Article: Help, I’m Surrounded by Jerks

by Stephanie Rosenbloom for NY Times Books (Jan. 18, 2007)

“CERTAIN mortals have the power to sink hearts and sour moods with lightning speed. The hysterical colleague. The meddlesome neighbor. The crazy in-law. The explosive boss. A mélange of cantankerous individuals, they are united by a single achievement: They make life miserable.”

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Published in: on January 19, 2007 at 3:00 pm  Leave a Comment  

Article: A House Built Around A Tower of Books

by Elaine Louie for NY Times Books (Jan. 18, 2007)

“FIRST came the books. Then came the architecture.

Seven years ago, when Nader Tehrani and Monica Ponce de Leon, partners at Office dA, an architecture firm in Boston, were asked to renovate a five-story town house in the Back Bay neighborhood, they faced a singular design challenge.”

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Published in: on January 19, 2007 at 10:57 am  Leave a Comment  

Article: In With The New…

In With The New

by Robert McCrum and Hephzibah Anderson for Guardian Unlimited Books (Dec. 31, 2006)

An extraordinary number of the novels coming our way in 2007 deal with war. As for non-fiction, the war in question is between weighty biographies and skimpy celebrities. So choose now between sex with Davina and 16th-century feminism with Germaine …”

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Published in: on January 2, 2007 at 9:32 am  Leave a Comment  

Article: Wordsmiths: They Also Serve Who Only Vote On ‘Ain’t’

Wordsmiths: They Also Serve Who Only Vote on ‘Ain’t’

by Andrew Adam Newman or NY Times Books (Dec. 23, 2006)

“Last year, within a three-week period, Justice Antonin Scalia, Joan Didion, Henry Louis Gates Jr. and Molly Ivins, sitting in their respective offices, looked up from a piece of paper and spoke a single word.

Coitus.”

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Published in: on December 24, 2006 at 7:48 am  Leave a Comment  

Discussion: Max Boot and Geoffrey Wheatcroft on American Foreign Policy

Max Boot and Geoffrey Wheatcroft on American Policy

with Barry Gewen. from NY Times Books (Dec. 19, 2006)

“Last weekend’s Book Review devoted most of its pages to recent books on war. To continue the discussion, NYTimes.com invited two foreign policy writers to join Barry Gewen, an editor at the Book Review, in a wide-ranging discussion of the challenges facing the U.S. in Iraq and beyond”

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Published in: on December 21, 2006 at 12:31 pm  Leave a Comment  

Article: The Gifts to Open Again and Again

The Gifts to Open Again and Again

by William Grimes for NY Times Books (Dec. 15, 2006)

“I’ve made my list, and I’m checking it twice. It’s a list of the qualities that make the ideal holiday book, and after carefully considering the books of Christmas past, I have come up with some guidelines. A gift book should either be no surprise or a big surprise: the one you always wanted or the one you never knew you wanted. It should either be expensive and large, or cheap and small. It should be high-minded or totally frivolous. And no matter what, it should not require sustained attention, which is impossible during the yuletide season.”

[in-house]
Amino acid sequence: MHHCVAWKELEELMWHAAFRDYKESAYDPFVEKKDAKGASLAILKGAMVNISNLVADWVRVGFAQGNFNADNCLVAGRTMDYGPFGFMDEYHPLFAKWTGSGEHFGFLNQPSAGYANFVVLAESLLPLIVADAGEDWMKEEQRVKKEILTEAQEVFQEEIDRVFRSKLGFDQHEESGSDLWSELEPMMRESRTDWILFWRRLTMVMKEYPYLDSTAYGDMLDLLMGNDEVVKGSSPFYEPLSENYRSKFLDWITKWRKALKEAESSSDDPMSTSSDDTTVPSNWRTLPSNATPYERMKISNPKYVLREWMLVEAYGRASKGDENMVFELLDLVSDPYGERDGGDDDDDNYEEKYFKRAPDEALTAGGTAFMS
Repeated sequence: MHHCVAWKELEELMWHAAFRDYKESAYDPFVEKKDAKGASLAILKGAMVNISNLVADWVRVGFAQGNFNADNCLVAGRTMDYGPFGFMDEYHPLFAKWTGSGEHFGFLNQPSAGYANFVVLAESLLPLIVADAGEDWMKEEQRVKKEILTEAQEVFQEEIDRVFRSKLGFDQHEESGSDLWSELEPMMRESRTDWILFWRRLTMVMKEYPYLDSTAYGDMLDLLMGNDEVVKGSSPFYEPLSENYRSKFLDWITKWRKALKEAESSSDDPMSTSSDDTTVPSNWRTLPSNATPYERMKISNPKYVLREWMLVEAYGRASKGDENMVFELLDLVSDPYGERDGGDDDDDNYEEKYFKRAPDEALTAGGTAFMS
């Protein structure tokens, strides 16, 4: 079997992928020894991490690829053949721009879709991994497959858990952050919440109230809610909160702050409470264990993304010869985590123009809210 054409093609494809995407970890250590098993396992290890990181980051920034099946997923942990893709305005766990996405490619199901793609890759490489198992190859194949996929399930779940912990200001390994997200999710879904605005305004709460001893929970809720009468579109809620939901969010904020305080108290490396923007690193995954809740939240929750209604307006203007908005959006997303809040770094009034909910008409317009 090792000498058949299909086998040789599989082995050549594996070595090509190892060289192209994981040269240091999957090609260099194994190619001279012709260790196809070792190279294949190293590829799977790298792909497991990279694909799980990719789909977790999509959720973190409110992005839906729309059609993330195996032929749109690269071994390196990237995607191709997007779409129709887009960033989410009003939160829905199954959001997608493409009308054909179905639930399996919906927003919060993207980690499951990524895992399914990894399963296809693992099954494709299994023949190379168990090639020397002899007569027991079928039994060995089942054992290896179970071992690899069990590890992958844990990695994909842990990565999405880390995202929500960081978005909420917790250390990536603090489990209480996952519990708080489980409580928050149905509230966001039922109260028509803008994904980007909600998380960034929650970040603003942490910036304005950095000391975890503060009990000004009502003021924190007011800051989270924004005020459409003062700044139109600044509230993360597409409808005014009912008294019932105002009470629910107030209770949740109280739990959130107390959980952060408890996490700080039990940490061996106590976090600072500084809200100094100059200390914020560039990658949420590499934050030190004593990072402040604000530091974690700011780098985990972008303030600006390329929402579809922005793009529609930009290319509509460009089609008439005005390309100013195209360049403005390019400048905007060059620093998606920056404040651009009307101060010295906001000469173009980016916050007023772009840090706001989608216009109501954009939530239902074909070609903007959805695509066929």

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Published in: on December 19, 2006 at 3:00 pm  Leave a Comment  

Article: Write A Book In 30 Days? What A Novel Idea.

Write A Book In 30 Days? What A Novel Idea

by Carmen K. Sisson for The Christian Science Monitor/Books (Dec. 8, 2006)

I worry I won’t recognize author Christee Gabour Atwood in a mall full of soccer moms and sweat-suited octogenarians, but she’s hard to miss. She’s the woman skipping into a Waldenbooks here with an enormous white hairball slung over her shoulder. The orange beak jostling against her ankle is a giveaway, too – the lady who calls herself “The Rubber Chicken” is on the premises, prepared for battle with a keyboard.

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Published in: on December 16, 2006 at 6:15 pm  Leave a Comment  

Article: John Mullan on EATS, SHOOTS & LEAVES

Comma Chameleon

by John Mullan for Guardian Unlimited Books (Dec. 16, 2006)

“Eats, Shoots & Leaves presents itself as a last-ditch defence of the subtleties of English punctuation. “Despair was the initial impetus for this book,” writes Lynne Truss, and she begins by mustering illustrations of contemporary carelessness about the use of apostrophes or commas.”

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Published in: on December 16, 2006 at 2:11 pm  Leave a Comment  

Former Diplomat Winner of Nestle Children’s Book Prize

Former Diplomat’s Sparkling Debut Wins Nestle Prize

by Nick Tanner for Guardian Unlimited Books (Dec. 13, 2006)

“A debut novel set in London’s theatreland in the 1790s, The Diamond of Drury Lane, has won this year’s Nestle Children’s Book prize. Written by a former diplomat, Julia Golding, the book has already been awarded the Ottakar’s Children’s Book prize. Golding collected her latest award at a ceremony at the British Library today.”

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Published in: on December 14, 2006 at 12:18 pm  Leave a Comment  

Article: The Prose Path To Political Primacy

The Prose Path To Political Primacy

by Nick Tanner for Guradian Unlimited Books (Dec. 13, 2006)

“What do you need to become president of the United States? Many theories have been advanced over the years, ranging from the simple (money) to the more complex (candidate’s height). But for the moment one answer is ringing out loud and clear: you need a book.”

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Review of Barack Obama’s AUDACITY OF HOPE  

Published in: on December 14, 2006 at 10:16 am  Leave a Comment